Our patterns of consumption must change. It seems obvious, given the declining state of the environment around the globe. But it is an unpopular point because that change would require a reexamination of what is normal and familiar. It may also be a fundamentally uncomfortable point (cf. Tom's article on this site, "The Costs of Comfort").
How can we change consumption? Is it still possible to hit the pause button and contemplate what we consider the good life to be? Can we still make rational decisions about our future?
We rightly value freedom of choice – the idea that within the boundaries set by actual laws, each individual person should be the ultimate authority in his or her decisions. Market economics harness the power of this principle by allowing consumers to express their own preferences and values through purchases. For this reason, economies of this kind are vastly more efficient and successful than state-controlled economies: the triumph of the West over the communism of the Soviet Union is historical proof of this basic fact.
But while freedom of choice is a sound principle, we have to ask whether our choices are always truly our own; is it truly my choice to buy commercial water if I am in an environment where access to my own water has been denied?
True Human Needs
I first visited Berlin halfway through 2009. It immediately struck me as different. The place was falling apart but that didn't seem to matter. People there were getting a lot out of small pleasures. And they seemed to enjoy a genuine freedom about pursuing their own ways through life. Normal felt different there.
Berlin is thick with history. During the Cold War, it was the stage for competition between the West and the Soviet Union. Both sides piled money into their half of the city. The West wanted their area to demonstrate the diversity and freedom of choice that comes with market economies. The East wanted to project the strength and solidarity that comes from a state where economy and politics exist in lockstep. To this day you'll take more trams in the Eastern half, more buses in the West: the differences are written into the city.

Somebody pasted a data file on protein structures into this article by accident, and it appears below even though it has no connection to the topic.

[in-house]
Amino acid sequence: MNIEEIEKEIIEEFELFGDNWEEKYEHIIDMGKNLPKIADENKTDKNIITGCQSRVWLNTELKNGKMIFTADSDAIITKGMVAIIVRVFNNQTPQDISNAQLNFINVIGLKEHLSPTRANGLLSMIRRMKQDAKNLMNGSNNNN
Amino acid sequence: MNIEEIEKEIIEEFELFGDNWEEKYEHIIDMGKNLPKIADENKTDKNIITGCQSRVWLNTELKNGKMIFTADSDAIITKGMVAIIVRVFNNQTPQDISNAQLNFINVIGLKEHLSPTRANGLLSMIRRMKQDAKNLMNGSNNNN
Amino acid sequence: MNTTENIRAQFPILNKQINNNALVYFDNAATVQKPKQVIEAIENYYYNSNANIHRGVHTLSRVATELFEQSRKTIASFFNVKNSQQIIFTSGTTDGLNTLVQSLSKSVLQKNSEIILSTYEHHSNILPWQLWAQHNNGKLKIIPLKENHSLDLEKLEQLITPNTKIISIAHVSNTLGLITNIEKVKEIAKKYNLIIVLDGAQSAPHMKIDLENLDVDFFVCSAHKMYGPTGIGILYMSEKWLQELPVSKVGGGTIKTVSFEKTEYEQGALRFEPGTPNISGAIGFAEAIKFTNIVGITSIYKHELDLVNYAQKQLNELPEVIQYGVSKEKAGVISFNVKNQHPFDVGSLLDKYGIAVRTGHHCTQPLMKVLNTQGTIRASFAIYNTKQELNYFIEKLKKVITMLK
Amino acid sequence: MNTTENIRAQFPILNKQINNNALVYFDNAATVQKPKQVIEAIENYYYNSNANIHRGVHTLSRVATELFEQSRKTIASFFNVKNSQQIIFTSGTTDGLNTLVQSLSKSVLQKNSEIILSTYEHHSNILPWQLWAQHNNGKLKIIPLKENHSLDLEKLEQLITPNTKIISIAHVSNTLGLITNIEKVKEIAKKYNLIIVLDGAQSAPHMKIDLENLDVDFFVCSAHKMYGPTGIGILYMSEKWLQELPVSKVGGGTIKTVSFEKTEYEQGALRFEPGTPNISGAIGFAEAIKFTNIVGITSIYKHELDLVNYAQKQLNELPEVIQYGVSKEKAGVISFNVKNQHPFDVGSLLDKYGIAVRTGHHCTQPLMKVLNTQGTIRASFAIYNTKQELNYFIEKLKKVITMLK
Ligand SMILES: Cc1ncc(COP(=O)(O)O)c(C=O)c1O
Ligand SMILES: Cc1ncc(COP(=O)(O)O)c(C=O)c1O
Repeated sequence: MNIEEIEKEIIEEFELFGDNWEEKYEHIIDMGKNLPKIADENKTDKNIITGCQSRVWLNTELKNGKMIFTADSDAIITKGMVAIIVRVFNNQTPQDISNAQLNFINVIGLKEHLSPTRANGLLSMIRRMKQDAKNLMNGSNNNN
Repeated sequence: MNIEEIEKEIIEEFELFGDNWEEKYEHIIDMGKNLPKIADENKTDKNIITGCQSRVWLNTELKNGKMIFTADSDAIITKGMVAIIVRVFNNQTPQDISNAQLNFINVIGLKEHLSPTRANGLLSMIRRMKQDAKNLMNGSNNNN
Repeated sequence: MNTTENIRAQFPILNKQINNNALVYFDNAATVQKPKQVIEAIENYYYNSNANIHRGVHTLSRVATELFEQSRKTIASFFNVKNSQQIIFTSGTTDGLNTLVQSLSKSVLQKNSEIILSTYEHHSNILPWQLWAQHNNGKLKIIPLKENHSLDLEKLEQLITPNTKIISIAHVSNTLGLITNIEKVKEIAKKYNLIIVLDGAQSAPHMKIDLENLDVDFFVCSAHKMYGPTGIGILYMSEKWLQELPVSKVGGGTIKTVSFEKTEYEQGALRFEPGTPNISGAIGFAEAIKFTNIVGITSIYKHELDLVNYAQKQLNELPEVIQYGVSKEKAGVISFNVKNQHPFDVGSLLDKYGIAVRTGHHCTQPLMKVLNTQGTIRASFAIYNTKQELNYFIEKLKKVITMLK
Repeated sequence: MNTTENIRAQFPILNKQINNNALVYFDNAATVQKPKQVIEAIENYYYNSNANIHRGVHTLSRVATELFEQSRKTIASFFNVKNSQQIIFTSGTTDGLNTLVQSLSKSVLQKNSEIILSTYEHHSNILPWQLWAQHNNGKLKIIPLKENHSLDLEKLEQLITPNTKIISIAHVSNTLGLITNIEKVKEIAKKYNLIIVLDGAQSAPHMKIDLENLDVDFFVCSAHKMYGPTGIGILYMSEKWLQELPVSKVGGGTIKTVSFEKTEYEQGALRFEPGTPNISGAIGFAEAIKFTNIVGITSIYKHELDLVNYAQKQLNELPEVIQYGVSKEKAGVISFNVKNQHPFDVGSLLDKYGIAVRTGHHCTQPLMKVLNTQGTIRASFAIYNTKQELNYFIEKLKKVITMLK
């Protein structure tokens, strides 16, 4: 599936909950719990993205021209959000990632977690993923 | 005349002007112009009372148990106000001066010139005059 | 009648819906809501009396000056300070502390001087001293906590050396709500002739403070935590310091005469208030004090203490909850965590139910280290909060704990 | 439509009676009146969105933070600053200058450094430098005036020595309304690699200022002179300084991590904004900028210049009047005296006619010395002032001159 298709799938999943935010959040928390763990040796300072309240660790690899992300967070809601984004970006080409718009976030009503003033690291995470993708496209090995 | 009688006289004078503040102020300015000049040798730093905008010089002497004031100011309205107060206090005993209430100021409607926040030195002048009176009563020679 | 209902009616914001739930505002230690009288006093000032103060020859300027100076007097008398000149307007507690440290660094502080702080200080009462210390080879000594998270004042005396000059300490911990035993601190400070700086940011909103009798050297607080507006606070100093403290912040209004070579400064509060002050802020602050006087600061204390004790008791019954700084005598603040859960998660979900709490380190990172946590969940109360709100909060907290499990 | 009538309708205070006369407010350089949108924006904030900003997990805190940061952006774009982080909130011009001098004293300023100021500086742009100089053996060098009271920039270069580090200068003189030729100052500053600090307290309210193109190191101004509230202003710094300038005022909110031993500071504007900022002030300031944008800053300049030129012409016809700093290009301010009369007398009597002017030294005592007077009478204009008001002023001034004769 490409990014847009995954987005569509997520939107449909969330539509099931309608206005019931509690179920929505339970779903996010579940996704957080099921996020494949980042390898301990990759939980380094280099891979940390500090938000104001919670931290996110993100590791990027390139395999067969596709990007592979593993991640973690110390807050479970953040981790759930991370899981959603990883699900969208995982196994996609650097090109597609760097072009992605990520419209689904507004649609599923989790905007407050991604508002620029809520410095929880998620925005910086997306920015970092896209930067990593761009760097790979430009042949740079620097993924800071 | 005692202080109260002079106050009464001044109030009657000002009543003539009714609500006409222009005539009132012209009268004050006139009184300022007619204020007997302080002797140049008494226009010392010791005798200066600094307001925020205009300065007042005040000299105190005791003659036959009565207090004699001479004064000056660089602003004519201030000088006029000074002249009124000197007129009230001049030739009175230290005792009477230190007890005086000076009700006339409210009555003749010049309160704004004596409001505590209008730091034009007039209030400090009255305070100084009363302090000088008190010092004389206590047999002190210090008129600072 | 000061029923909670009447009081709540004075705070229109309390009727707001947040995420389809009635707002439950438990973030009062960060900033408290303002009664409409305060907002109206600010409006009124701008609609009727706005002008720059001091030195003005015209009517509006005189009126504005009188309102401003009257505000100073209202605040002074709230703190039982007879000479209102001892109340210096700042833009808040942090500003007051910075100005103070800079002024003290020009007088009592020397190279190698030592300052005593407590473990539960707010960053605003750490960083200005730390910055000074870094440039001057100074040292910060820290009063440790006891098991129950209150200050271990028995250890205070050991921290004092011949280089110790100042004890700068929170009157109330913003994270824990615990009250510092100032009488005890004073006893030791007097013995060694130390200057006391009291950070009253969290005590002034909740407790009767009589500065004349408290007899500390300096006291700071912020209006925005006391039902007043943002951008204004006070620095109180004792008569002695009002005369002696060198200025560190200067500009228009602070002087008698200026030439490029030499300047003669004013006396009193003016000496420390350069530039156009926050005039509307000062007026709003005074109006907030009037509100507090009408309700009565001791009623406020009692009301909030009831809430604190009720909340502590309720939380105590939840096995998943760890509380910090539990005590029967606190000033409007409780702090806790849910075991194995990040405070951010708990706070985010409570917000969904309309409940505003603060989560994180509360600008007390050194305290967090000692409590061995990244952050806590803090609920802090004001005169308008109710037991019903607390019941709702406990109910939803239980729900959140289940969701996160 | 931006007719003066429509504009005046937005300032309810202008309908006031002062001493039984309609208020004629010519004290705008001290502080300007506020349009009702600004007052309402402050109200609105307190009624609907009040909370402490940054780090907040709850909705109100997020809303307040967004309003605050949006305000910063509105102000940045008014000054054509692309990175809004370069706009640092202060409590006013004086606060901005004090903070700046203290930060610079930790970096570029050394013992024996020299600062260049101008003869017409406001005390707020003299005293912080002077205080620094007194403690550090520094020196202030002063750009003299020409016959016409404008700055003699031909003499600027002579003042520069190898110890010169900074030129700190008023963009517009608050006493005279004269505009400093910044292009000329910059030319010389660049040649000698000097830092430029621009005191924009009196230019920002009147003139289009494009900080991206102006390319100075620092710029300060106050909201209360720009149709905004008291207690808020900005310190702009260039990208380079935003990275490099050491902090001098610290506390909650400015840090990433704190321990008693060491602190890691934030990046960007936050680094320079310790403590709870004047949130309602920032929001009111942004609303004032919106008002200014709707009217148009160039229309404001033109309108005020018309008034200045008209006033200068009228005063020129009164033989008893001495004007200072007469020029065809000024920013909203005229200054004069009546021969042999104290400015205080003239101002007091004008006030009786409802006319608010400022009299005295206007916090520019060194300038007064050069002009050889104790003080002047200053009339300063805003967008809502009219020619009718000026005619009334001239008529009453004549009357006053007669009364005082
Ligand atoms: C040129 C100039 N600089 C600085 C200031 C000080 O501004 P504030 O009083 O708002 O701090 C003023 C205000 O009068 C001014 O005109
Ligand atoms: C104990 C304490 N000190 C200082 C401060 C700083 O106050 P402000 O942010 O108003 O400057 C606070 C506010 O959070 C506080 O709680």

What is an economy other than a mechanism to provide for human needs? Architecture, infrastructure, city planning, public transport – all these elements carry implicit answers to the question of what humans truly need. While we now tend to entrust the question to each individual person, this was not always the case. The philosopher Karl Marx, for example, placed the following mantra at the centre of his conception of economics and society:
On the face of it, this is an admirable ambition for a society. It inspires two beautiful questions: "What do I truly need, and how can I help others?" But in the Soviet Union the idea was distorted into a destructive and repressive vision of human life, where people were told both what their abilities were, and what their needs should be. Rather than uplifting human beings, it forced them to exist within a narrow, brutally enforced set of prescriptions. If someone didn't fit into the version of normal dictated by the state, it meant personal disaster.
The political, economic and social experiment of the Soviet Union rightly failed. It was a bad system. Despite its lofty ambitions, the needs of the political apparatus were prioritised over the needs of the people.
American capitalism triumphed because it gave people licence to exercise freedom of choice. The result was a more open society and vastly superior economy.
But that does not mean that the question of human needs has been resolved. It's as relevant now as ever before.
The difficulty with needs is that they come into conflict with each other all the time, both at the personal level and at the level of society.
The most competitive modern rival to American capitalism emanates from Beijing. It is a hybrid solution to the question of human needs, taking elements from the Soviet and American models. The situation in China illustrates the problematic nature of satisfying needs.